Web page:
in the morning arno and cassy sit on the balcony, smoke cigarettes and drink black coffee. chris and tina are in the bungalow. here it’s cooler than outside. by now the hurricane warnings are broadcast four times a day. it gets serious once they start broadcasting every hour, said arno. arno motions to the thick clouds in the sky. the radio meteorologists name the hurricane albert. up to now albert has been swelling far away in the caribbean. the islanders are urged to move to the protected zones if things get serious. tourists can be flown to the united states from their respective embassy. but arno said he was staying at any rate, his voice is free of doubt. only his eyes briefly dart over, looking for cassy. chris sits down on the veranda with a mango, says nothing, just glances over to arno occasionally. he silently carves the mango with a knife, cuts out soft pieces from the fruit. the viscous fruit juice drips onto the veranda’s stained planks without a sound.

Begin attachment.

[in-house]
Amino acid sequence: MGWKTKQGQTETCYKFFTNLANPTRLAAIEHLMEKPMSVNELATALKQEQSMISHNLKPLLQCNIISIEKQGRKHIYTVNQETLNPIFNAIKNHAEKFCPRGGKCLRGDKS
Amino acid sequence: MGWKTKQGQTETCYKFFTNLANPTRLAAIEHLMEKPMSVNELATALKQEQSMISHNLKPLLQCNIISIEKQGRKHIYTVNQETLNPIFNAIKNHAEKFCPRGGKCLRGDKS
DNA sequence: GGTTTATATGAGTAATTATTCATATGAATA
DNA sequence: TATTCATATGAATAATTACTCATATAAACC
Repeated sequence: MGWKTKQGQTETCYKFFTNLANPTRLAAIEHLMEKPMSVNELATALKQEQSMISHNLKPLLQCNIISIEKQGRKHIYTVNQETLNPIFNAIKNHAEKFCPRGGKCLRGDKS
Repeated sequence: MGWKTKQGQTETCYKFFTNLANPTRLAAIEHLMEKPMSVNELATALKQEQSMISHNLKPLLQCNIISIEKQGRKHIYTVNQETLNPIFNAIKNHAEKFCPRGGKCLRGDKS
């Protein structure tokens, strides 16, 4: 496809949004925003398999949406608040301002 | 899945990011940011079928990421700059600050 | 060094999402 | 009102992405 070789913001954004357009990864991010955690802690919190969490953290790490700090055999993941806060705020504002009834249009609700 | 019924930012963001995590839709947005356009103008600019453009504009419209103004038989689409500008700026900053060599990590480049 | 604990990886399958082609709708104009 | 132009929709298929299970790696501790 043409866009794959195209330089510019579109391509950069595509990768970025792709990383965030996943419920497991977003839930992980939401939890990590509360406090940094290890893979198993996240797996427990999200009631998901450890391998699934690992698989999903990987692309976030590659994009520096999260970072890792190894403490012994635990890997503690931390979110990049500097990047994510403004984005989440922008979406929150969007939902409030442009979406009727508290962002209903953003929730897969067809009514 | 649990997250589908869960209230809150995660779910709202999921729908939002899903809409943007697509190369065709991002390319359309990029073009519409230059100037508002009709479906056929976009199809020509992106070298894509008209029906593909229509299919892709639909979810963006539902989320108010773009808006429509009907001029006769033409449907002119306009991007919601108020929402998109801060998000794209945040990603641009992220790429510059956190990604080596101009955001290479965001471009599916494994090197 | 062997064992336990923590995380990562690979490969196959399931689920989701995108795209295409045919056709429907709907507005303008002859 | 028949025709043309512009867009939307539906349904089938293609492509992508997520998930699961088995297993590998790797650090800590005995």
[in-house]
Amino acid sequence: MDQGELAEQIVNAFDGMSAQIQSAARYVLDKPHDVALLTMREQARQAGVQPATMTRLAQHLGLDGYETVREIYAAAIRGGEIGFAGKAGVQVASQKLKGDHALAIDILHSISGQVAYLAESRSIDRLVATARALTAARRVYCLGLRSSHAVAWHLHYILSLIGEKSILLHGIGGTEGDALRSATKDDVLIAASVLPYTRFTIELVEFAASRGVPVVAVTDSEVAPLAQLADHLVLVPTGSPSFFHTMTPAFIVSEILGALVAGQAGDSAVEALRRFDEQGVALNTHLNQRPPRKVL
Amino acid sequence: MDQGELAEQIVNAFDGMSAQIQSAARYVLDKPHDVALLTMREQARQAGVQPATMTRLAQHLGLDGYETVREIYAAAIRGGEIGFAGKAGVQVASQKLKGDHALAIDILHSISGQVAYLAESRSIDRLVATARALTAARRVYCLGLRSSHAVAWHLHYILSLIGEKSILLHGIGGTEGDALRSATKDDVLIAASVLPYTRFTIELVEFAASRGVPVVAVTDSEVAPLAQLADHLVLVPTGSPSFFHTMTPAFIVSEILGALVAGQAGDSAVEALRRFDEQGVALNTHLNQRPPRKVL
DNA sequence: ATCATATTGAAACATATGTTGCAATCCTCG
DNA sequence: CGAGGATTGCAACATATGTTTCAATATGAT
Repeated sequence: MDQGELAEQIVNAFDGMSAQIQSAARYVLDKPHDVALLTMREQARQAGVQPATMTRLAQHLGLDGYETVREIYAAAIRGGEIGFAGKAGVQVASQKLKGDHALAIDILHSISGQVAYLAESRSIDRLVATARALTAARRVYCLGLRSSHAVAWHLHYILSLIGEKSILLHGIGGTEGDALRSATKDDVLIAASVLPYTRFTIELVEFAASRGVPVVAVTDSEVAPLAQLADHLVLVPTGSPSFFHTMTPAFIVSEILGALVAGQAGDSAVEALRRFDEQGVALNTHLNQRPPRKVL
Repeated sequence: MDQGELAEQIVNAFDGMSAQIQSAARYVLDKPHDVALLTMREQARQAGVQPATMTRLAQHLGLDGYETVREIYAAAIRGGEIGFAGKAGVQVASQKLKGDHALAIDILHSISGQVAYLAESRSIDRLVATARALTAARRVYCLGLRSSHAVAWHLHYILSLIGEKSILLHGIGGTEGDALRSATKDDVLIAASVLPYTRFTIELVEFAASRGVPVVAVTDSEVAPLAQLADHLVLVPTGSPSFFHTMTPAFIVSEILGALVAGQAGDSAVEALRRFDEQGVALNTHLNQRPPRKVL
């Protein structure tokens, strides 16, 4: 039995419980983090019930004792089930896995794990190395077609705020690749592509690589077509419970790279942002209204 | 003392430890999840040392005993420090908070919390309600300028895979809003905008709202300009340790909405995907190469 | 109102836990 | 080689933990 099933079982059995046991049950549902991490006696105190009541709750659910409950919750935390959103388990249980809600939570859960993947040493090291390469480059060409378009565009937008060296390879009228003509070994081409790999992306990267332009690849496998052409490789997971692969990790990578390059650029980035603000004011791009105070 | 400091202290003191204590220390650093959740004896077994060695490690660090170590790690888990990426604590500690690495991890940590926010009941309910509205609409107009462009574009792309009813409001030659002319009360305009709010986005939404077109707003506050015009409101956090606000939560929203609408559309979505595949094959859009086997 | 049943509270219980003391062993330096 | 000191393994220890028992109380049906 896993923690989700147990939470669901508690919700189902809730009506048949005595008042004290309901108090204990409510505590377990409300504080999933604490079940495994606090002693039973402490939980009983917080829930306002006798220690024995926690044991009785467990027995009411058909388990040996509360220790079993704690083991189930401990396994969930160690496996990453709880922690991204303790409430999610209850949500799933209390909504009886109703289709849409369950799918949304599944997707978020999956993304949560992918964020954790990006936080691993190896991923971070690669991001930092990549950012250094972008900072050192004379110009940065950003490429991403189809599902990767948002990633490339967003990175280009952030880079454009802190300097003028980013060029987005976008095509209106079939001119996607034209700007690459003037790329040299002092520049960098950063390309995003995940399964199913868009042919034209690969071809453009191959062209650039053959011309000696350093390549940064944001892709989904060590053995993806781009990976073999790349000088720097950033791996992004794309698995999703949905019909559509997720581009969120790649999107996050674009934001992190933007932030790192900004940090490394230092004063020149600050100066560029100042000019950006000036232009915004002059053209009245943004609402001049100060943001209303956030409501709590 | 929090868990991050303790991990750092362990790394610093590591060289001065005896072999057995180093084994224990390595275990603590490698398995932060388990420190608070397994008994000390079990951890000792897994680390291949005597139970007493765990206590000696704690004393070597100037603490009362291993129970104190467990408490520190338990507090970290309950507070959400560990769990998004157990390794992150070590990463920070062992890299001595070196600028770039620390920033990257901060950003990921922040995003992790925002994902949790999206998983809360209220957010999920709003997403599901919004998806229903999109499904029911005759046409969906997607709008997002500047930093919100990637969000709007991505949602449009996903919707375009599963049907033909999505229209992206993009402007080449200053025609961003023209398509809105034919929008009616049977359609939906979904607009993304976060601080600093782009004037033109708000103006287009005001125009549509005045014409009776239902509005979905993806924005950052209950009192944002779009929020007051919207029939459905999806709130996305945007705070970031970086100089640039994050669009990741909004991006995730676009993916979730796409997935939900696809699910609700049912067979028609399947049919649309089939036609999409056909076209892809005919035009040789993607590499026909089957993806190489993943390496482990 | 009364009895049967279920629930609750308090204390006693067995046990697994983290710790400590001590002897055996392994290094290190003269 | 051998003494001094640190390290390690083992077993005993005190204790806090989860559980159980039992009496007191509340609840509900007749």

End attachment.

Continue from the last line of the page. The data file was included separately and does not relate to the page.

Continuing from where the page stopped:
tina ambles over the meadow to the breadfruit trees. she loves the view down to the water, the harbor. she is still astonished by the vegetation: mangos, guavas, lemons as large as women’s breasts. she bends over and picks up a guava, weighing it in her hand. there is quiet all around. tina thinks of joe, who everyone just calls bad. she wonders whether he too has been following the announcements on the radio. everyone knows that tina kissed bad. they were in reno’s bar in the village, drinking rum and coke till late in the night, talking and laughing.
bad has occasionally come up to arno from the village since chris, tina, and cassy have been here; he carries bananas, mangos, water chestnuts, he spreads them out and then lies in the hammock. he rarely says a word. when he says something, it is directed at arno. bad says little about his family, the children. he drinks black coffee without sugar, smokes pot. bad is strong, his sinews and muscles even stand out underneath his t-shirt. the calluses on his feet are as thick as elephant skin; he walks barefoot all the way from clear hill up to arno’s. chris asks, how do you do it, bad?